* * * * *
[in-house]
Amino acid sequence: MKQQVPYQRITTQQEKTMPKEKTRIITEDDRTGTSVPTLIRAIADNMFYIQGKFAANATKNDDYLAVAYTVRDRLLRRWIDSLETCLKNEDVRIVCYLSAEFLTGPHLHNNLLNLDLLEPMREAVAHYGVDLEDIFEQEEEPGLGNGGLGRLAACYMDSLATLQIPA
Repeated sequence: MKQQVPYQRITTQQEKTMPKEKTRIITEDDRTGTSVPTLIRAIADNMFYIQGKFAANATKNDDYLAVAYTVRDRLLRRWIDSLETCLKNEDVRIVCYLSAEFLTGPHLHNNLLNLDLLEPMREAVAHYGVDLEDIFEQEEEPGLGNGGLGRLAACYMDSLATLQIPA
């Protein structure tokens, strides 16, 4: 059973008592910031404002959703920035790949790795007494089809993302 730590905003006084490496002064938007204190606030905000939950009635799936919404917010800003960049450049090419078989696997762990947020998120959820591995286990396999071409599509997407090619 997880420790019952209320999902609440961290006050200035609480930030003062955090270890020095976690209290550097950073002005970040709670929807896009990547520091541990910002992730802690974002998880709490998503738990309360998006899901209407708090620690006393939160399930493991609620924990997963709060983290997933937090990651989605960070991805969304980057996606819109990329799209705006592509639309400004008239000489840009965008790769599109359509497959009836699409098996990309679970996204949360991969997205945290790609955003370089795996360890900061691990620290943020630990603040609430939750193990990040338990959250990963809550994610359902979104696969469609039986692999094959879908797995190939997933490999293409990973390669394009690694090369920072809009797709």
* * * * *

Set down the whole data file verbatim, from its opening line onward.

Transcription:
[in-house]
Amino acid sequence: MKQQVPYQRITTQQEKTMPKEKTRIITEDDRTGTSVPTLIRAIADNMFYIQGKFAANATKNDDYLAVAYTVRDRLLRRWIDSLETCLKNEDVRIVCYLSAEFLTGPHLHNNLLNLDLLEPMREAVAHYGVDLEDIFEQEEEPGLGNGGLGRLAACYMDSLATLQIPA
Repeated sequence: MKQQVPYQRITTQQEKTMPKEKTRIITEDDRTGTSVPTLIRAIADNMFYIQGKFAANATKNDDYLAVAYTVRDRLLRRWIDSLETCLKNEDVRIVCYLSAEFLTGPHLHNNLLNLDLLEPMREAVAHYGVDLEDIFEQEEEPGLGNGGLGRLAACYMDSLATLQIPA
């Protein structure tokens, strides 16, 4: 059973008592910031404002959703920035790949790795007494089809993302 730590905003006084490496002064938007204190606030905000939950009635799936919404917010800003960049450049090419078989696997762990947020998120959820591995286990396999071409599509997407090619 997880420790019952209320999902609440961290006050200035609480930030003062955090270890020095976690209290550097950073002005970040709670929807896009990547520091541990910002992730802690974002998880709490998503738990309360998006899901209407708090620690006393939160399930493991609620924990997963709060983290997933937090990651989605960070991805969304980057996606819109990329799209705006592509639309400004008239000489840009965008790769599109359509497959009836699409098996990309679970996204949360991969997205945290790609955003370089795996360890900061691990620290943020630990603040609430939750193990990040338990959250990963809550994610359902979104696969469609039986692999094959879908797995190939997933490999293409990973390669394009690694090369920072809009797709």